I guess I owe Vimeo an apology. Come to find out the problem with the video wasn’t their doing after all.
Sorry Vimeo. (Your bedside manner still kind of stinks, though.)
It’s pretty funny to me that the only really human response I was able to get from anyone didn’t come from either of the websites I’ve spent years paying for, but from someone affiliated with a site I’ve never given a dime. A dude named Falcon (is that a great name or what?) told me — again — that my best bet would probably be to re-encode my video as an MP4 file, but he said HandBrake would probably take care of that without any noticeable dip in quality.
He was right. And after converting my WMV file into an MP4, I discovered those same stuttering issues were present in the very same spots they showed up on Vimeo.
I thought if I re-encoded each video segment from scratch on Vegas and made them all MP4s I could just stitch those files together to make one big MP4 file and we’d all live happily ever after. I spent two days doing that, only to learn Vegas is incapable of spitting out a reasonable-looking MP4 file. It doesn’t matter how high you set the resolution. The results are unusable. So that was a complete waste of time.
Then I thought Steeper was the culprit. Maybe when it joined all those smaller WMV files together it created a larger file that wasn’t very agreeable to the MPEG-4 codec. If I used HandBrake to re-encode each individual WMV file and then joined all those MP4s together with a program like Avidemux, I assumed I would have a single glitch-free MP4 ready to upload to Vimeo, or Wistia, or wherever I wanted to put it. So I started re-rendering each segment from scratch again — this time as higher quality WMV files to minimize whatever small amount of degradation the re-encoding stage might introduce. The first time around I rendered everything at 640×480 to keep the file sizes down. This time I opted for a frame rate of 1280×720 and doubled the video and audio quality.
It was going pretty well. The occasional stutter was still showing up even in the smaller individual files after I converted them into MP4s, but there weren’t nearly as many of them, and they were pretty unobtrusive. Just when I thought I’d turned a corner, HandBrake decided a few 1280×720 videos weren’t 1280×720 at all because some of the Mini-DV and public domain footage didn’t satisfy those dimensions. There was no way to work around that, which made fusing those MP4 files together impossible, since their aspect ratios no longer matched.
All this for something only twelve people will ever see.
Back to the drawing board again, then. I thought I found another potential solution in the JWPlayer (those are my initials, for crying out loud!). It sounded like just what I needed. You pay ten bucks a month for a bunch of server space and an embeddable player, and they support WMV files. Beautiful. All I need is to be able to upload this file somewhere that will allow me to connect it with an embeddable player, and if I can somehow bypass the re-encoding stage this stuttering issue will no longer exist.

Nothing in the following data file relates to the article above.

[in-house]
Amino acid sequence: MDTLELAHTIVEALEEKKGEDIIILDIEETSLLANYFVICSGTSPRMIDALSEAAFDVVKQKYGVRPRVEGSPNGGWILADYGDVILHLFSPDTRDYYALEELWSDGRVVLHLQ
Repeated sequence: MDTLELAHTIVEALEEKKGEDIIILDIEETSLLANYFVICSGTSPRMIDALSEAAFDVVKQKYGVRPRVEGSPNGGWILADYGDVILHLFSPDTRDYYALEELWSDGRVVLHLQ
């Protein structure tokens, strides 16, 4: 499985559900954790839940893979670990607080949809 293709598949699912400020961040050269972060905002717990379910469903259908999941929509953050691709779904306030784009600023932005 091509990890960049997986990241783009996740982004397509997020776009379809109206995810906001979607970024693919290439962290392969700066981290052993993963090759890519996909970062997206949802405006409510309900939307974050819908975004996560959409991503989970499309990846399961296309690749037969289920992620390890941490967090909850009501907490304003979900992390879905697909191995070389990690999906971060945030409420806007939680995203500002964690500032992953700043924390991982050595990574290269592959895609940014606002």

I did a little more reading and found out they re-encode anything you send them as an MP4. Of course they do. For the low price of $2,400 a year you can pay them for “customized video solutions”, but I’m not willing to go that far.
It doesn’t help that no one will tell me what a timestamp overlap is or how to fix it. The best I’ve been able to get in the way of constructive advice is the very useful information that WMV is a shitty format and I should use something else. IT’S ALMOST AS IF I CAN’T RENDER TO ANY OTHER FORMAT AND I’M STUCK WITH THIS ONE.
I would be happy to pay someone to take my WMV file, perform some technological wizardry, and make it into an MP4 file that isn’t buggy. No one seems to have any interest in offering any serious assistance. So I persist, coming up with one idea after another, and each idea leads nowhere.
If I knew this was going to happen, I would have set Sony Vegas on fire, pissed on its charred remains, bought Final Cut Pro, learned how to use it, and saved myself a whole lot of grief. I’d go ahead and do that now if I thought I could re-edit the whole thing from the ground up and render the results as a nice-looking MP4. But I refuse to believe there isn’t some way to pivot around this. If two pieces of something are overlapping, you should be able to pull them apart so they line up the way they’re supposed to. And if there’s nothing wrong with your original file(s), the re-encoding process shouldn’t be fraught with so much difficulty.
One thing’s for sure — however it plays out, I won’t be working on anything video-related for a good long time after this.